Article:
Small business owners can take a collective breath – at least temporarily. U.S. District Judge Amos Mazzant in the Eastern District of Texas granted a preliminary injunction regarding the Dec. 1 implementation date of new Overtime Rules released by the Labor Department in May, 2016.
The new rule would raise the threshold at which executive, administrative and professional employees are exempt from overtime pay from the current level of $23,660 ($455/week) to $47,476 ($913/week). It also includes an automatic salary level threshold adjustment every three years.
According to USA TODAY more than 4.2 million workers would have become eligible for overtime pay under the new guidelines. Small business owners have balked at the new rules, citing rising labor costs and administrative and employee relations issues that would have a long-term detrimental effect on their business.
Currently, small business owners currently determine which employees are eligible for overtime pay based on the duties each employee performs in addition to the wage threshold. In order to comply with the new rules, many small business owners have increased wages of some employees and other employees have gone to an hourly wage instead of salaried wages.
It is important to note that while the injunction stops the Dec. 1 deadline, small business owners are cautioned to hold on to their plans to implement at a future date. An injunction does not mean the rule will not go into effect at some future date. It is meant to only put a hold on implementation until the case can be adjudicated in the courts.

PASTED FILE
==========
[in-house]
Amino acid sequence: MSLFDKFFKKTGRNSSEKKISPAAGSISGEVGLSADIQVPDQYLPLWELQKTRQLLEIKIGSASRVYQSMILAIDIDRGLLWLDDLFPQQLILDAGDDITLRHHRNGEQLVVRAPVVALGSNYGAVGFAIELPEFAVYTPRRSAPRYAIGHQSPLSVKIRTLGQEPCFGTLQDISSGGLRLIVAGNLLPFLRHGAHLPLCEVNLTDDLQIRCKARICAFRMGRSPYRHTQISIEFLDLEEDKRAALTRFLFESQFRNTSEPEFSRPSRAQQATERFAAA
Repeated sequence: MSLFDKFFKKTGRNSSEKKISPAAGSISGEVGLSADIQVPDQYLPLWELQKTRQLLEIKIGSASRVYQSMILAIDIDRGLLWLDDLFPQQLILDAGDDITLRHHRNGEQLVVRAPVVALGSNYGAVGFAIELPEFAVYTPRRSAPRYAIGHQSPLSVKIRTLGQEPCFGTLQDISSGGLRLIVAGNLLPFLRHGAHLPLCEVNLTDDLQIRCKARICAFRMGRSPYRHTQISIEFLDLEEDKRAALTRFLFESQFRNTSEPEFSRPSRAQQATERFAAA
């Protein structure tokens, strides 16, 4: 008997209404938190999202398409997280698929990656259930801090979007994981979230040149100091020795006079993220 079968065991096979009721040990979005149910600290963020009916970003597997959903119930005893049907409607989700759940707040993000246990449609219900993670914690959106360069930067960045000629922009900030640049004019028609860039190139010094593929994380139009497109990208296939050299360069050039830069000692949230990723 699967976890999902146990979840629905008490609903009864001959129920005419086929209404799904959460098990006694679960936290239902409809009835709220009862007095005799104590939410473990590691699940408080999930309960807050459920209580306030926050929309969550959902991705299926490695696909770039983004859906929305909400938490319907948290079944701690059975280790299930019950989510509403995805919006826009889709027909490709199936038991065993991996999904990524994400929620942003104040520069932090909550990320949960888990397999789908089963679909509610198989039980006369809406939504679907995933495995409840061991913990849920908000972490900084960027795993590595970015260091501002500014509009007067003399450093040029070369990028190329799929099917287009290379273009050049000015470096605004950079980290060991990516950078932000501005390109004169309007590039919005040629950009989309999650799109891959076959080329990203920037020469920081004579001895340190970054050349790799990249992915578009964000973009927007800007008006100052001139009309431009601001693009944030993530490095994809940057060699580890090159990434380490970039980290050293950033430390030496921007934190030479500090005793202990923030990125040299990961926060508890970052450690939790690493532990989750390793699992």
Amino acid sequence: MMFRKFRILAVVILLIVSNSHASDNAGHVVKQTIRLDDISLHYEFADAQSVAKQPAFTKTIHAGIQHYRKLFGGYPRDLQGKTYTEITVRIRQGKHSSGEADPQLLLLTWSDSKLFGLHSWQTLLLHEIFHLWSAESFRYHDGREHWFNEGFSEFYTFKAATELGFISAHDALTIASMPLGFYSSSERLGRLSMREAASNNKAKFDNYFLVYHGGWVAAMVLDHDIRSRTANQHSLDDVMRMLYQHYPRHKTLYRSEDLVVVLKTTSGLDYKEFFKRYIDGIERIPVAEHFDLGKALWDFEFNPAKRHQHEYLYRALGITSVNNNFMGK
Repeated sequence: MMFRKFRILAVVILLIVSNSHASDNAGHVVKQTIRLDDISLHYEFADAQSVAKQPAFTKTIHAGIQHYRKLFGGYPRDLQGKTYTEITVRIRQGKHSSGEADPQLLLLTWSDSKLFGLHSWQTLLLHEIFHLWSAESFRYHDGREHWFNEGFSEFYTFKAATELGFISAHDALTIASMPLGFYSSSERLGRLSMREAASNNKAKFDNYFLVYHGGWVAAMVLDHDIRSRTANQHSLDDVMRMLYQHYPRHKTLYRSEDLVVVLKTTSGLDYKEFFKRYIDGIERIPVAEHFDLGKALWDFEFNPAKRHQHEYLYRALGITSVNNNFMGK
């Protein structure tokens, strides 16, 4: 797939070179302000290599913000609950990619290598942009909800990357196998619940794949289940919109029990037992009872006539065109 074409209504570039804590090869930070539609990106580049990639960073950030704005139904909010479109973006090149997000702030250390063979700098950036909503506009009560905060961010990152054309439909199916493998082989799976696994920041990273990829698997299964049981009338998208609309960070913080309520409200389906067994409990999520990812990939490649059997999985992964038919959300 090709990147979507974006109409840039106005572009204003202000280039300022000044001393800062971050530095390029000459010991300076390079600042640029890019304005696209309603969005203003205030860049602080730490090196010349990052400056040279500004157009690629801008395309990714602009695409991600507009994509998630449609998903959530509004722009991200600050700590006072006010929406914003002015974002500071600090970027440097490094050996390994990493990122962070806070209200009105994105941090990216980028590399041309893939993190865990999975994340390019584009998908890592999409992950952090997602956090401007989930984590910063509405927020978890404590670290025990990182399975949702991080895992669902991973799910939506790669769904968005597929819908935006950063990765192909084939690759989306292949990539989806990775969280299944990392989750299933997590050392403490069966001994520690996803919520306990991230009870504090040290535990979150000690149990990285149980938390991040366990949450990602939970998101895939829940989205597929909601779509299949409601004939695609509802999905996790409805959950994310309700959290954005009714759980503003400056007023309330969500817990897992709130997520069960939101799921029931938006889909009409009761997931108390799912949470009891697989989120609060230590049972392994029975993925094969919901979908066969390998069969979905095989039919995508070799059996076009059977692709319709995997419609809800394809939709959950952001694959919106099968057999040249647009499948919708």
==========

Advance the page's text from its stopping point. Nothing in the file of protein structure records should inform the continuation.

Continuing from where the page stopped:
It is noted by several experts that injunctions are generally not granted unless there is great potential that the case can succeed on its merits. There are two points to the plaintiff’s case:
1) Exemption from overtime is primarily decided by the duties an employee performs (duties test) and by raising the salary threshold to $47,476, the Department of Labor (DOL) is giving primacy to the salary level test which oversteps the Department’s authority as granted by Congress, and;
2) The DOL is exceeding its mandate by building automatic salary level threshold adjustments into the new rule.
The decision in favor of the new ruling would, according to the plaintiffs, cause irreparable harm, which is why the injunction was requested. Plaintiffs filing suits included 21 states and the U.S. Chamber of Commerce and the separate lawsuits were consolidated into one before the U.S. District Court in the Eastern District in Texas.
The Payroll Department is poised to help small business owners comply with new regulations and rules, and, in this case, able to continue payroll processing under the existing rules until any changes are made. You can bet we will keep a watchful eye on this situation as it develops and help our clients make the changes needed. In fact, it is in situations just like this when small business owners are happy they have turned to experts in payroll services. We stay diligent so you can take care of your business instead of watching the rule-makers.
-Elaine of The Payroll Department Blog Team